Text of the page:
The general point to be made, whether it is an official excommunication from the Church or a Degree of Dismissal from the Secular Franciscan Order, is that public, permanent decrees make future reconciliation much harder.

For us Secular Franciscan Servant Leaders, our overriding focus must always be the salvation of souls and the peace and vitality of the fraternity.

Generally, the less public and the less permanent a punitive action is, the better the eventual outcome may prove to be, trusting in the Holy Spirit and the subsequent good will of all parties involved. This is the first reason for taking a less permanent action, and it flows into the second reason.

The second reason is that if we err, as I so often do, we should strive to err on the side of mercy, perhaps most particularly in taking punitive actions. Friar Lester in his book above on this same Article 58 quotes St. Francis himself saying: "there should not be any brother (sister) in the world who has sinned, however much he may possibly have sinned, who, after he (she) has looked into your eyes, would go away without having received your mercy" (text p.13; cite from Francis and Clare, 75).

Since our current Holy Father Pope Francis has certainly made the theme of mercy so prominent in his words and actions, I feel we should try to follow the lead of our Founder St. Francis and our Pope Francis in trying to promote mercy at every instance. This is indeed our theme for 2014, generated and approved at our 2013 National Chapter: "Be the Merciful Presence of God."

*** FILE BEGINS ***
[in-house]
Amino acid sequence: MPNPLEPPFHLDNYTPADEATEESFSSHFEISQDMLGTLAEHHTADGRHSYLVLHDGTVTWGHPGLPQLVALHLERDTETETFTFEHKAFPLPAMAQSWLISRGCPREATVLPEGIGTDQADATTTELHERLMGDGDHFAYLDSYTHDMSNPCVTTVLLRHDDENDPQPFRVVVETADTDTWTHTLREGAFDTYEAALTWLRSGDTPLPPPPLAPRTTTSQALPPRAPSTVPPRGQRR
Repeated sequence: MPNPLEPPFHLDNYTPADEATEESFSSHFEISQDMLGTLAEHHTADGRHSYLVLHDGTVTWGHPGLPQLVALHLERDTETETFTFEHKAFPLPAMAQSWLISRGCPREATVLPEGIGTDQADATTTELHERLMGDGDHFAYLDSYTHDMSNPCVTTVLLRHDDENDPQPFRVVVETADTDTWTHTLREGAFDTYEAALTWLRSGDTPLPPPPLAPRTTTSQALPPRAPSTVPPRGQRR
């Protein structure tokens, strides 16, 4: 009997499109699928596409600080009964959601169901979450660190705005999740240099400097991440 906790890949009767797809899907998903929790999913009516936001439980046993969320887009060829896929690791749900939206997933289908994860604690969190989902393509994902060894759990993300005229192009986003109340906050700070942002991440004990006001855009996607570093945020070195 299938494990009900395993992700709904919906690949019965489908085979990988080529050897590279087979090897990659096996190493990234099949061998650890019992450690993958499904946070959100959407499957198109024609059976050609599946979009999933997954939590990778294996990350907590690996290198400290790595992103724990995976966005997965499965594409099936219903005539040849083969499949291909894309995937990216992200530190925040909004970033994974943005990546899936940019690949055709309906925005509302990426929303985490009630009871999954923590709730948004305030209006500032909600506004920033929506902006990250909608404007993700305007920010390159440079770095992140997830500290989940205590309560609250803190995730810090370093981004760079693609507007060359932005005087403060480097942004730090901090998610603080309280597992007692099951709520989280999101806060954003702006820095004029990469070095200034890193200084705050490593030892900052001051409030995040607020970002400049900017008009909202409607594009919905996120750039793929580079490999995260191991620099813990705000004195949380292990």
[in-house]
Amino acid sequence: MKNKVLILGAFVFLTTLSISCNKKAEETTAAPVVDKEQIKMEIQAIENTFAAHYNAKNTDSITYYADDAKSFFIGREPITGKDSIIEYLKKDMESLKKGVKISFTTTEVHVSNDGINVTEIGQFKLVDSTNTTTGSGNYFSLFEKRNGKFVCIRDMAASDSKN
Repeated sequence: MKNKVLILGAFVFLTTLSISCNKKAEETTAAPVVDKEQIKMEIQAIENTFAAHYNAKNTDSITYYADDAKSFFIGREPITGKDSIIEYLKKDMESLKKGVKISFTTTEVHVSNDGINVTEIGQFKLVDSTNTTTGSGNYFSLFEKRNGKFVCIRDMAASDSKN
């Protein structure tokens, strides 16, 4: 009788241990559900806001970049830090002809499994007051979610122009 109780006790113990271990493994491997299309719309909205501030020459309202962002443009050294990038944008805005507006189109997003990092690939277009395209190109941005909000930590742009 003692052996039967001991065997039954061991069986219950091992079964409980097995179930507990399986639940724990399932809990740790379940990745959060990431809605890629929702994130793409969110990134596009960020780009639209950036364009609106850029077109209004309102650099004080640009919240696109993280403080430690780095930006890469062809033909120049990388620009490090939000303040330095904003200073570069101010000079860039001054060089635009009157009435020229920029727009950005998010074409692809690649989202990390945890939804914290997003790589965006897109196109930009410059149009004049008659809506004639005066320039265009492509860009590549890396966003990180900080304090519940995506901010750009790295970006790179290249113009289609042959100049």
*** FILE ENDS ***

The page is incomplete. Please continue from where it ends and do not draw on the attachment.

For a final example, in the third and last incident that I mentioned in the beginning, an individual had been suspended from his or her local fraternity for reported disruptive behavior. The individual had appealed to the REC, and I saw email where the individual was greatly comforted by the explanation that although suspended, he or she had not been officially dismissed from the Order. He or she was still a Secular Franciscan, but needed to address certain behaviors. It was a temporary situation, not permanent. Hope and a possible solution were still possible. This response seemed to me the most merciful.

Of course, each situation has its own unique set of individuals and events. I’m not trying to lay down any hard or fast rules or regulations. I’m only suggesting that for this New Year, when problem individuals and difficult situations arise, as they inevitably will, and punitive action is being considered, we bring those individuals and situations to prayer before the Lord. We take a step back for "charity and prudence" on all sides. We always work with our fraternity councils and never alone. We dialogue with all concerned; repeat, we dialogue with all concerned. We gather all the facts we can. We always keep an eye to mercy.

Peace and prayers for mercy in this New Year,